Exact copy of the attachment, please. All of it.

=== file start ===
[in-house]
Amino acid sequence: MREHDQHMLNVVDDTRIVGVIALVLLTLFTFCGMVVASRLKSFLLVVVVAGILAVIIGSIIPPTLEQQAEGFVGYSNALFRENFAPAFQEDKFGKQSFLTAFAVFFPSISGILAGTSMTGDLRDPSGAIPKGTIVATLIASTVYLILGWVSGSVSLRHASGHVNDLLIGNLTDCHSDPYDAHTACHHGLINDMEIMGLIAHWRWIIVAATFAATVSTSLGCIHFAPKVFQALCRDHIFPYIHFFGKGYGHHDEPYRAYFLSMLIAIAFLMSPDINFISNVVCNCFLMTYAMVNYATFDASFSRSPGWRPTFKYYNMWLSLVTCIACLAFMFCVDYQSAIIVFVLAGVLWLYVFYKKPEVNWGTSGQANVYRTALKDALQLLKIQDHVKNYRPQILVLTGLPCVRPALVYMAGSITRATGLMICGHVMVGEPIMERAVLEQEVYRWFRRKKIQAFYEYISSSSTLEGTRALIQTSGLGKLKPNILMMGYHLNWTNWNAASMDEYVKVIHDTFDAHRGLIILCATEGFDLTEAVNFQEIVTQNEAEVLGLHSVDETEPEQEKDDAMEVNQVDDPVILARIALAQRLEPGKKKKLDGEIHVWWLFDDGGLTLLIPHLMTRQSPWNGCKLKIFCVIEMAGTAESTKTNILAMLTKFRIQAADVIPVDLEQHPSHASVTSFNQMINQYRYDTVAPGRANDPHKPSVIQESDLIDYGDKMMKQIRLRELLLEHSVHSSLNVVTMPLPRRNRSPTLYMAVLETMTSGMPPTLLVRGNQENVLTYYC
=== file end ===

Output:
[in-house]
Amino acid sequence: MREHDQHMLNVVDDTRIVGVIALVLLTLFTFCGMVVASRLKSFLLVVVVAGILAVIIGSIIPPTLEQQAEGFVGYSNALFRENFAPAFQEDKFGKQSFLTAFAVFFPSISGILAGTSMTGDLRDPSGAIPKGTIVATLIASTVYLILGWVSGSVSLRHASGHVNDLLIGNLTDCHSDPYDAHTACHHGLINDMEIMGLIAHWRWIIVAATFAATVSTSLGCIHFAPKVFQALCRDHIFPYIHFFGKGYGHHDEPYRAYFLSMLIAIAFLMSPDINFISNVVCNCFLMTYAMVNYATFDASFSRSPGWRPTFKYYNMWLSLVTCIACLAFMFCVDYQSAIIVFVLAGVLWLYVFYKKPEVNWGTSGQANVYRTALKDALQLLKIQDHVKNYRPQILVLTGLPCVRPALVYMAGSITRATGLMICGHVMVGEPIMERAVLEQEVYRWFRRKKIQAFYEYISSSSTLEGTRALIQTSGLGKLKPNILMMGYHLNWTNWNAASMDEYVKVIHDTFDAHRGLIILCATEGFDLTEAVNFQEIVTQNEAEVLGLHSVDETEPEQEKDDAMEVNQVDDPVILARIALAQRLEPGKKKKLDGEIHVWWLFDDGGLTLLIPHLMTRQSPWNGCKLKIFCVIEMAGTAESTKTNILAMLTKFRIQAADVIPVDLEQHPSHASVTSFNQMINQYRYDTVAPGRANDPHKPSVIQESDLIDYGDKMMKQIRLRELLLEHSVHSSLNVVTMPLPRRNRSPTLYMAVLETMTSGMPPTLLVRGNQENVLTYYC